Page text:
Gallup pollsters say 76% of Wyoming voters “trust” their state government. “I was pleased to see this poll, which I believe is a compliment to those in state government and to the Legislature,” Governor Matt Mead said.
The poll left me wondering how the words “trust” and “state government” were defined. Gallup failed to provide a definition. Pollsters lumped state employees in with legislators, judges, and state elected officials. People who were surveyed apparently relied on their own internal definition, leaving open the question of what it really means to “trust” state government? Who were they picturing in their mind as they responded?
There’s a problem with asking a question like, “Do you trust your state government?” The term refers to a number of people and institutions. Were the respondents thinking of Cindy Hill, the lawmakers who are investigating her, or the Supreme Court that, on a 3-2 vote, overturned the “Hill-bill”?
Were they thinking of the governor who decided that making a partisan political statement about Barack Obama was more important than providing healthcare to 18,000 of his constituents? Were they talking about legislators who voted to deprive workers of their vacation pay or those who covertly tack last minute amendments to the budget bill without public input?
Then there is the problem of the meaning of “trust.” The dictionary definition is “confidence in and reliance on good qualities, especially fairness, truth, honor, or ability.” The problem with an English word like “trust” is that it’s definition is in the eyes of the beholder.
The Ancient Hebrew Research Center says, “The English word "trust" is an abstract (cannot be sensed by the five senses), but Hebrew is a concrete oriented language where each word is associated with something that can be sensed by one or more of the five senses. Each of these Hebrew words has their own nuance of meaning that can aid in interpreting the passages they are found in.”
The Hebrew word “aman,” for example, means “to be firm" Aman describes “trust” as “when setting up a tent you always choose "firm" soil to drive in your tent pegs so that when the wind blows, the tent pegs won’t be pulled out of the ground collapsing your tent.” That’s trust.
Surly, uninsured families would never trust the soil underneath the Capitol building to keep their tents from collapsing.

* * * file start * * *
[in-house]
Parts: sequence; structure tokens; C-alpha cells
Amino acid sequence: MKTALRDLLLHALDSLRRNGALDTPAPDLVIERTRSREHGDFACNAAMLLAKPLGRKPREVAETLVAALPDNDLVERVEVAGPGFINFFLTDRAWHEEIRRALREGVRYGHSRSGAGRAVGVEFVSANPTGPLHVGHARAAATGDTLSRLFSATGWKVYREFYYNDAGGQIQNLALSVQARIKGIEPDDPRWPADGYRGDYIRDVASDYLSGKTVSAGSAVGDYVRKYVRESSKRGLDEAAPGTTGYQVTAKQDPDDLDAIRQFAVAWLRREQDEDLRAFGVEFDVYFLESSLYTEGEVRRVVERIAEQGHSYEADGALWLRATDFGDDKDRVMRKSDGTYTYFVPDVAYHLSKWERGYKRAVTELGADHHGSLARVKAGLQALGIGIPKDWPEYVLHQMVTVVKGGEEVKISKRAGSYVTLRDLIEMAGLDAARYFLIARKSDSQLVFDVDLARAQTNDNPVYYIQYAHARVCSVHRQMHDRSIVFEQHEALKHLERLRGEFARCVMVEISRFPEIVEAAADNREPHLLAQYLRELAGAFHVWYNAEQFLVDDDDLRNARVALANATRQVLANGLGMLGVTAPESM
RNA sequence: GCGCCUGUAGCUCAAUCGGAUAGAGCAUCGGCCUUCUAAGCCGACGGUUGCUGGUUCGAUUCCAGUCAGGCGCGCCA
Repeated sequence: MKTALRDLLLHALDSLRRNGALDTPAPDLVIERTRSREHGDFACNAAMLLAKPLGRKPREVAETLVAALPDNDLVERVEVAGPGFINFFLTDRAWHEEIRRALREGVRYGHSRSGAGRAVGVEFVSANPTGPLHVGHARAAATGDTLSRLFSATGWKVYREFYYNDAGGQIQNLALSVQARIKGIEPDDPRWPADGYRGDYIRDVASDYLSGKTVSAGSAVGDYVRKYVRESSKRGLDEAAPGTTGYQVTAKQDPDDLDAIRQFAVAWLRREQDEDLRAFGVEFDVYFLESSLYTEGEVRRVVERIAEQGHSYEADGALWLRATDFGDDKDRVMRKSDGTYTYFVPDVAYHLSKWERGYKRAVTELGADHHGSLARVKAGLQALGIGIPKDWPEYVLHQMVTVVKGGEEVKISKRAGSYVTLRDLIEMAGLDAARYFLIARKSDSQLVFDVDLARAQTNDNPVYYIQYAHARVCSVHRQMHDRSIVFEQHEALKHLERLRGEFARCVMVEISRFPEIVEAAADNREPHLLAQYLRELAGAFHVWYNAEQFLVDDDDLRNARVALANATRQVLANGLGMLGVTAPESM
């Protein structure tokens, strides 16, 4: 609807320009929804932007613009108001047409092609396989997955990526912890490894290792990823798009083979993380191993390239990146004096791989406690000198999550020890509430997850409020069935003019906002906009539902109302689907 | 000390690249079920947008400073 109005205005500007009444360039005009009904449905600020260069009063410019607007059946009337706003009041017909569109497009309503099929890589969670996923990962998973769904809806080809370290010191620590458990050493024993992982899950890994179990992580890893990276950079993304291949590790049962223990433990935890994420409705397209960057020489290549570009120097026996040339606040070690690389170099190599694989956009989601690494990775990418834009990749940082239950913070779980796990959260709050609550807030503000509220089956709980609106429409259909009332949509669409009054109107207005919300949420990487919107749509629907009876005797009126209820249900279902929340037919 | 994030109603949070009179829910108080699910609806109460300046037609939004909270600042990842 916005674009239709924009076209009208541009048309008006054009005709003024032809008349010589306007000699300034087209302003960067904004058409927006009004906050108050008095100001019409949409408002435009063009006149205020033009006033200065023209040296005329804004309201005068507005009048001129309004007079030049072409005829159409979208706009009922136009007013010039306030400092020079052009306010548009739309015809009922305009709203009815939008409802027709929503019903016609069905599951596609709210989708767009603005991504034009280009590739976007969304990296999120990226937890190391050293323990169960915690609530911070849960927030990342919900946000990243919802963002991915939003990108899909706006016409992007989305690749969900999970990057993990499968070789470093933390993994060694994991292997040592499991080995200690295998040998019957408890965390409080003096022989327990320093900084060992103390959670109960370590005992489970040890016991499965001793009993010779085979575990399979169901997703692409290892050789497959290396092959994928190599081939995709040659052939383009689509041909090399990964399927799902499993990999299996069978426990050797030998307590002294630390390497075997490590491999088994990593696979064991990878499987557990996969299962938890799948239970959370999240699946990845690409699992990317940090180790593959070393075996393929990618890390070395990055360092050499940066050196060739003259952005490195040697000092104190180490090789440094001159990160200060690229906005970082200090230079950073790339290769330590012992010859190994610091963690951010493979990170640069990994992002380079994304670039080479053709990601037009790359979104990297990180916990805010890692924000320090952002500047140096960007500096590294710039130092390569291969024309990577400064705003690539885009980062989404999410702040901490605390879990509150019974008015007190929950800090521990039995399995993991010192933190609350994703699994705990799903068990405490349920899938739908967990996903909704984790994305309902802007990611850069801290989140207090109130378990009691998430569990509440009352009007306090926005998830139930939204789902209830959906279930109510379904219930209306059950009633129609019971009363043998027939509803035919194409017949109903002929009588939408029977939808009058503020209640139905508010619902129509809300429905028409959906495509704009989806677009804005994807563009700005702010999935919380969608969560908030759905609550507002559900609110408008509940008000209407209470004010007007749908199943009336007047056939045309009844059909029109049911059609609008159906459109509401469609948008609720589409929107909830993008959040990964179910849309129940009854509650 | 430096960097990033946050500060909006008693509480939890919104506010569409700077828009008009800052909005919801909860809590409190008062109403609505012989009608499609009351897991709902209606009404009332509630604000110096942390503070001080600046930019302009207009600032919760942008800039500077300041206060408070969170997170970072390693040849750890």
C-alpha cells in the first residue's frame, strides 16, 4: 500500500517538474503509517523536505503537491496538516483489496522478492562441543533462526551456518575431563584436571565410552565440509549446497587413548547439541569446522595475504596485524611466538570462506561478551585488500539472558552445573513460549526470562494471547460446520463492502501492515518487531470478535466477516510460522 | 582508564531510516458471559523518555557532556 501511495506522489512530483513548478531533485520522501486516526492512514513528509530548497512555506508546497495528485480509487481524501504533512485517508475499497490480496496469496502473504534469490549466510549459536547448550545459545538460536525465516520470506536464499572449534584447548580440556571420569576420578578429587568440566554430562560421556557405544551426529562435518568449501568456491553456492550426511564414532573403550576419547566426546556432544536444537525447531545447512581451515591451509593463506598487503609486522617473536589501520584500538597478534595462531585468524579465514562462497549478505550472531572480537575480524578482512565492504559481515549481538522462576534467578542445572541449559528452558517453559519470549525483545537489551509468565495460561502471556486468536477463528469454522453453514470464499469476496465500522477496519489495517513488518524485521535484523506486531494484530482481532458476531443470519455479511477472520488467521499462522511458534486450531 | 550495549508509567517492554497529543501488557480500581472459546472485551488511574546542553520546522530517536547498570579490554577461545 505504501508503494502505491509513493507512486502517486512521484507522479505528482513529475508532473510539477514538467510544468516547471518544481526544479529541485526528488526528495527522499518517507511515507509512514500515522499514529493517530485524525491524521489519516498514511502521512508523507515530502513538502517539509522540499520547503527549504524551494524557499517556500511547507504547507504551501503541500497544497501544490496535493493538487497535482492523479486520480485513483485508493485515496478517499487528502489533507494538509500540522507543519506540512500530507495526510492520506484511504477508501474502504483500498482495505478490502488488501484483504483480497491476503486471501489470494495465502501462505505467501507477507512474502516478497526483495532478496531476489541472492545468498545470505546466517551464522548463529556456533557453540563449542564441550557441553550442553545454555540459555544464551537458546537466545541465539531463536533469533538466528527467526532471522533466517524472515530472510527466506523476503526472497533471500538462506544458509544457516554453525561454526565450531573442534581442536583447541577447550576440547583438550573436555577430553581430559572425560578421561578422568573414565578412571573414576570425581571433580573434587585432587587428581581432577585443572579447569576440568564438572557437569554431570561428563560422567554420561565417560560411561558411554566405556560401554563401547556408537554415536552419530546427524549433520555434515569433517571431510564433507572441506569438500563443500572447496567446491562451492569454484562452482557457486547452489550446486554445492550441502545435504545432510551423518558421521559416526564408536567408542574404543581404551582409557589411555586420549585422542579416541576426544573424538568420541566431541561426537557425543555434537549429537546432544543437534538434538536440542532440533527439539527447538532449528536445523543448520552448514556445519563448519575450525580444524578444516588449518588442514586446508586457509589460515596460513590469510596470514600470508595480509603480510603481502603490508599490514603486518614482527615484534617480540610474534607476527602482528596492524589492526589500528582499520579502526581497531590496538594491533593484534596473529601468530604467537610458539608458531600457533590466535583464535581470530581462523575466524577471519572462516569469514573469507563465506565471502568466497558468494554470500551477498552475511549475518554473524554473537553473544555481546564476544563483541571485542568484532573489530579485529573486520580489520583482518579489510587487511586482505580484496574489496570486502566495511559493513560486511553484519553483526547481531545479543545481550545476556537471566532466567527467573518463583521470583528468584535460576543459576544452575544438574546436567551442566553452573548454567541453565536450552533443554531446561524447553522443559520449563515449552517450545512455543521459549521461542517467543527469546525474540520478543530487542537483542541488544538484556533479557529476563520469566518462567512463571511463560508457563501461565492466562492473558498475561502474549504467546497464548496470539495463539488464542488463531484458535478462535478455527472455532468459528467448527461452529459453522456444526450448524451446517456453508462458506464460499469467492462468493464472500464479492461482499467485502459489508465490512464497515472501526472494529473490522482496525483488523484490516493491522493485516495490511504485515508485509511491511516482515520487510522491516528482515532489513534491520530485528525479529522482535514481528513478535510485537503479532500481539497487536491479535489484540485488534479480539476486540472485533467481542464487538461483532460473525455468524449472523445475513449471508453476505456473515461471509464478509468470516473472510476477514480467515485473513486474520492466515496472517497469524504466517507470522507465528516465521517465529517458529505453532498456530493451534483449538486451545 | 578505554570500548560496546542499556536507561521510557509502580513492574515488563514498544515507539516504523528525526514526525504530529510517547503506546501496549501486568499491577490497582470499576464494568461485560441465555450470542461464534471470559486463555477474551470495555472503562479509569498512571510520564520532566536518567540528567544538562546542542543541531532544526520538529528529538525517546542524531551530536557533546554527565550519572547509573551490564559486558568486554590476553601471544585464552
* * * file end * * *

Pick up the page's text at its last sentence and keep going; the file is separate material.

New Testament Greek at times uses “paratithemi” meaning to entrust someone to the care or protection of another. Other Biblical uses of Hebrew or Greek words for “trust” have connotations of justice and fairness.
There’s another anomaly. With a regularity that can be trusted, letters-to-the-editor appear almost daily in this and other newspapers dripping with venom over issues like the Cindy Hill dispute and a variety of other actions or non-actions of the governor or the legislature. Wyoming people are notoriously distrustful of government regulation. They cheer loudly when the old Ronald Reagan quote is dredged up. “Government is not the solution. Government is the problem.”
Anti-government sentiment is especially common in smaller, more rural states. Yet the Gallup poll found the reverse. The average trust rating was 11% higher among the 10 lowest populated states than among the 10 most populous. Go figure.
Not surprisingly, Illinois was at the bottom of the list. But then, since the 1960s, four of their governors have spent more time in prison than in public office. They failed anyone’s definition of “trust.”
So perhaps that is what the 600 Wyomingites had in mind when they answered the question, “Do you have trust in your state government?” No one is sitting in a jail cell. Nobody is walking out the back door with pockets full of public funds. And if the respondents were thinking of the average state employee, they’d be right in expressing the highest level of trust.
However, the 76% trust level seems out of whack if the term is defined to include elements of fairness and justice when applied to the governor and the legislature.